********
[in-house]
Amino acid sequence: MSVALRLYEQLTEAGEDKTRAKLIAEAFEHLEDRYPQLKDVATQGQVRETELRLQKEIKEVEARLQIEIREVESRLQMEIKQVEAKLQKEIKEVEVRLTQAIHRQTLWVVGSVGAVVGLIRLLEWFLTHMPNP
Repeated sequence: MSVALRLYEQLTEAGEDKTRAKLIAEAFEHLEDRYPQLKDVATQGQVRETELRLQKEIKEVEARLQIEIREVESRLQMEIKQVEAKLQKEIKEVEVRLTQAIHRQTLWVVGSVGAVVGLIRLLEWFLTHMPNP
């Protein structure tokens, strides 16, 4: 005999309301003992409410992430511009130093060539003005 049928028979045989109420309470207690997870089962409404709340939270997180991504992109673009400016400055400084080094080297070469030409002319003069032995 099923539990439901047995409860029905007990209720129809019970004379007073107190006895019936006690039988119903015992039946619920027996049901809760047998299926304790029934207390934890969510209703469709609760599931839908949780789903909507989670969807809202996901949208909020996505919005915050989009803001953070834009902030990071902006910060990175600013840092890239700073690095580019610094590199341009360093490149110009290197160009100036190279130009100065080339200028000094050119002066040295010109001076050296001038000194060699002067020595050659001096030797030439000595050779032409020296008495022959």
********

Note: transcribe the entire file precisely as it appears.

[in-house]
Amino acid sequence: MSVALRLYEQLTEAGEDKTRAKLIAEAFEHLEDRYPQLKDVATQGQVRETELRLQKEIKEVEARLQIEIREVESRLQMEIKQVEAKLQKEIKEVEVRLTQAIHRQTLWVVGSVGAVVGLIRLLEWFLTHMPNP
Repeated sequence: MSVALRLYEQLTEAGEDKTRAKLIAEAFEHLEDRYPQLKDVATQGQVRETELRLQKEIKEVEARLQIEIREVESRLQMEIKQVEAKLQKEIKEVEVRLTQAIHRQTLWVVGSVGAVVGLIRLLEWFLTHMPNP
């Protein structure tokens, strides 16, 4: 005999309301003992409410992430511009130093060539003005 049928028979045989109420309470207690997870089962409404709340939270997180991504992109673009400016400055400084080094080297070469030409002319003069032995 099923539990439901047995409860029905007990209720129809019970004379007073107190006895019936006690039988119903015992039946619920027996049901809760047998299926304790029934207390934890969510209703469709609760599931839908949780789903909507989670969807809202996901949208909020996505919005915050989009803001953070834009902030990071902006910060990175600013840092890239700073690095580019610094590199341009360093490149110009290197160009100036190279130009100065080339200028000094050119002066040295010109001076050296001038000194060699002067020595050659001096030797030439000595050779032409020296008495022959």